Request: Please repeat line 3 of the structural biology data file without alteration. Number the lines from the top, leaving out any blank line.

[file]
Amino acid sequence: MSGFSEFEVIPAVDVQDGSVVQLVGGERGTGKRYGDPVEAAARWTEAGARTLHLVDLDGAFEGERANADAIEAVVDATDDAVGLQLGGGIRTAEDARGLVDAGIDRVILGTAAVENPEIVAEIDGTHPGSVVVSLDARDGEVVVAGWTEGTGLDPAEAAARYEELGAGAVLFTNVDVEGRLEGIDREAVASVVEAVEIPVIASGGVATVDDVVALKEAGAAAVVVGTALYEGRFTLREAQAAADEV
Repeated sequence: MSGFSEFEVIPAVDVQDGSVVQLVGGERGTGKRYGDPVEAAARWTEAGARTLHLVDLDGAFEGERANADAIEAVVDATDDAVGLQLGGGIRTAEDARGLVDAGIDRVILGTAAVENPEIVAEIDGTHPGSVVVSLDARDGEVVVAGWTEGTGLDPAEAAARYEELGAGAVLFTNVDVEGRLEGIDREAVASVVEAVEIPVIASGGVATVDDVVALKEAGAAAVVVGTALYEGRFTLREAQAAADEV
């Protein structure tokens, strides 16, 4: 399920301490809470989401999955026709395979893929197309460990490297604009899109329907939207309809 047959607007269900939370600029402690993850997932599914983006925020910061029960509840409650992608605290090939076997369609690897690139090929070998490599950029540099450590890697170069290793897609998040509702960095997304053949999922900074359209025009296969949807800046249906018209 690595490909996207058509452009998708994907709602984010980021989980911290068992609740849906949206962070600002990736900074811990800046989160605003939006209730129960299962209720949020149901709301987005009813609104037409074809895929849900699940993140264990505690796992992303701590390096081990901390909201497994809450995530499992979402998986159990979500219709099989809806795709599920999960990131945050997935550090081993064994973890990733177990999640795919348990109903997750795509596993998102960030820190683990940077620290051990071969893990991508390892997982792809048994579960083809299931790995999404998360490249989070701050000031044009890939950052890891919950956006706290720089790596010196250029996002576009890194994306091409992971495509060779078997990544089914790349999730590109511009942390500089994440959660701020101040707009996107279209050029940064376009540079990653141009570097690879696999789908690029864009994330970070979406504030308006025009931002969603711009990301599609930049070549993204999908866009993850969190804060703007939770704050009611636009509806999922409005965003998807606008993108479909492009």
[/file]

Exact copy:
């Protein structure tokens, strides 16, 4: 399920301490809470989401999955026709395979893929197309460990490297604009899109329907939207309809 047959607007269900939370600029402690993850997932599914983006925020910061029960509840409650992608605290090939076997369609690897690139090929070998490599950029540099450590890697170069290793897609998040509702960095997304053949999922900074359209025009296969949807800046249906018209 690595490909996207058509452009998708994907709602984010980021989980911290068992609740849906949206962070600002990736900074811990800046989160605003939006209730129960299962209720949020149901709301987005009813609104037409074809895929849900699940993140264990505690796992992303701590390096081990901390909201497994809450995530499992979402998986159990979500219709099989809806795709599920999960990131945050997935550090081993064994973890990733177990999640795919348990109903997750795509596993998102960030820190683990940077620290051990071969893990991508390892997982792809048994579960083809299931790995999404998360490249989070701050000031044009890939950052890891919950956006706290720089790596010196250029996002576009890194994306091409992971495509060779078997990544089914790349999730590109511009942390500089994440959660701020101040707009996107279209050029940064376009540079990653141009570097690879696999789908690029864009994330970070979406504030308006025009931002969603711009990301599609930049070549993204999908866009993850969190804060703007939770704050009611636009509806999922409005965003998807606008993108479909492009």